You can add pork bones (from spareribs, pork chops, etc.) with either the chicken bones or the beef bones, or use them in a mixed broth.
Home made broth will probably have a lot more gelatin to it than store bought broth. It will become close to solid (but jiggly) when refrigerated. The gelatin is supposed to be good for you. You can increase the gelatin by including a pig's foot or ham hock or a calves foot with the bones.
Thursday, March 08, 2012
I tried another MIM/OMM this morning, following the suggestions given here. I used no cinnamon, 1 t of splenda, and 1/2 t of vanilla. I didn't melt the butter or beat the egg before adding them to the dry ingredients. I just mixed the dry ingredients in the bowl, then added the egg, vanilla and soft butter and mixed it up really well. No problems there. It came out fine.
I split it in half, buttered one half and put a slice of cheese on the other, then ran them under the broiler until the cheese melted. It turned out much more like bread this way. The broiling sort of dried it out so it wasn't so cakey or hot cereal-y or something. I did butter the buttered half again. Next time I won't butter it before broiling it.
So there you have it, two very different results from basically the same recipe. My first attempt, with lots of splenda and not broiled, was very good, but more like a sweet muffin. The texture was soft and moist and not really very bread-like. The second attempt, with less splenda and the addition of the vanilla and then broiled, was much more like bread. In fact, as I was eating the half with the cheese on it, I wondered if it was enough like bread to trigger bread cravings. A really good substitute for something I used to binge on can do that to me.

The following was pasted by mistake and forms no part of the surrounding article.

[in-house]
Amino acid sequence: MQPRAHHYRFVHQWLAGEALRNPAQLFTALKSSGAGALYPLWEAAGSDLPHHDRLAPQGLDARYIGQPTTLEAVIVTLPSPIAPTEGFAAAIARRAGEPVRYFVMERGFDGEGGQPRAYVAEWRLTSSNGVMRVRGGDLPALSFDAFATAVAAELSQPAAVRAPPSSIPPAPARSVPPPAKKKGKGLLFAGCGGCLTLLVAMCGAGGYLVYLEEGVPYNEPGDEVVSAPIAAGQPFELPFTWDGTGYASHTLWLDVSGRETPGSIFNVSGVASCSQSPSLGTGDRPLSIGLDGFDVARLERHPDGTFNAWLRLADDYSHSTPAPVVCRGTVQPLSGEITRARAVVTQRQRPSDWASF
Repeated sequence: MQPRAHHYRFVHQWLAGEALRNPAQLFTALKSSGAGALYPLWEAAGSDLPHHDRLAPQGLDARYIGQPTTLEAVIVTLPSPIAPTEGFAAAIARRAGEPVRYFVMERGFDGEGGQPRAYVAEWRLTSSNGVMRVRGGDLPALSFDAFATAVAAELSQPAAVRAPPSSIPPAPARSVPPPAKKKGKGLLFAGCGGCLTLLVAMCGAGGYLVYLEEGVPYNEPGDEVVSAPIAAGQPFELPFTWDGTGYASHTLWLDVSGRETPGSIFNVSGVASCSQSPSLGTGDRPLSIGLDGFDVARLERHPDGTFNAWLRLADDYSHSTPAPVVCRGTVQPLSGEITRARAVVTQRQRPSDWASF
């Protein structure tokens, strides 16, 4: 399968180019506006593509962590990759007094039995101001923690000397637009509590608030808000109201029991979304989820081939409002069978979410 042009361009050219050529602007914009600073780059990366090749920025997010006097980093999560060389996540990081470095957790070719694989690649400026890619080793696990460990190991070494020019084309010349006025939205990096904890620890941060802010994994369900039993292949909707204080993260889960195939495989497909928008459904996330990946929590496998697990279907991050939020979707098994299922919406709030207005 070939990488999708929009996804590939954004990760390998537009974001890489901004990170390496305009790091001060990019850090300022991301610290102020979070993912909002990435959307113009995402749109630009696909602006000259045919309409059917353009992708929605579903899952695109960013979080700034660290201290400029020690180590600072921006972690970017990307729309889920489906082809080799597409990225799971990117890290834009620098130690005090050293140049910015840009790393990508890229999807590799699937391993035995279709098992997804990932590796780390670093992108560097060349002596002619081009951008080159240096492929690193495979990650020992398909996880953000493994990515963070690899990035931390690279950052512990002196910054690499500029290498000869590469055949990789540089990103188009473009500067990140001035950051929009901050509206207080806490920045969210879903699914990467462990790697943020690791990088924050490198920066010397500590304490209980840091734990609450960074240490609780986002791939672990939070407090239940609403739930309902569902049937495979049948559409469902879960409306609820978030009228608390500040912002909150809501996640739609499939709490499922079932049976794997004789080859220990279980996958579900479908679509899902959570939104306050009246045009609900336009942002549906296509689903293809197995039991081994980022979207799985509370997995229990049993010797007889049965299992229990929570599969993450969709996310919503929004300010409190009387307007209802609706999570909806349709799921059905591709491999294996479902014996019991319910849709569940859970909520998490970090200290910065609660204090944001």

And now on to the "real" January 3, 2010 menu.
Tea with splenda
Scramble – garlic, onion, frozen spinach sautéed in butter, eggs and cream, all scrambled together in chicken fat
Chicken with Carrots and Cabbage (recipe added to my Recipe Box)
Tea with cream (twice)
1427 calories, 108 grams of fat, 77 grams of protein, 30 net carbs, 12 grams of fiber
I'll add the recipe for the Chicken with Carrots and Cabbage to my Recipe Box at SparkRecipes. As I recall, it was ok but not great. I don't think I've made it since the 2010 challenge, but I didn't kick it out of my recipe file, either.
I would love to hear from you if you have budget recipes or ideas!
Wednesday, March 07, 2012
Here’s what I ate on January 2, 2010, when I was actually doing the Food Stamps Challenge. As you can see, I hadn’t quite gotten it all figured out yet.
3 eggs scrambled in 1 T of butter
Broccoli Cheese Soup – 8 oz frozen broccoli, 2 c home made chicken broth, 1 T butter, 1 oz cheddar
A sort of a stir fried sort of thing – 8 oz raw ground chuck, 180 grams of cabbage, 75 grams of carrots, ½ cup of onions, fried in 2 T drippings
1 cup of tea with 1 T of cream, times two
1297 calories, 81 grams of protein, 94 grams of fat, 25 net carbs, 14 grams of fiber.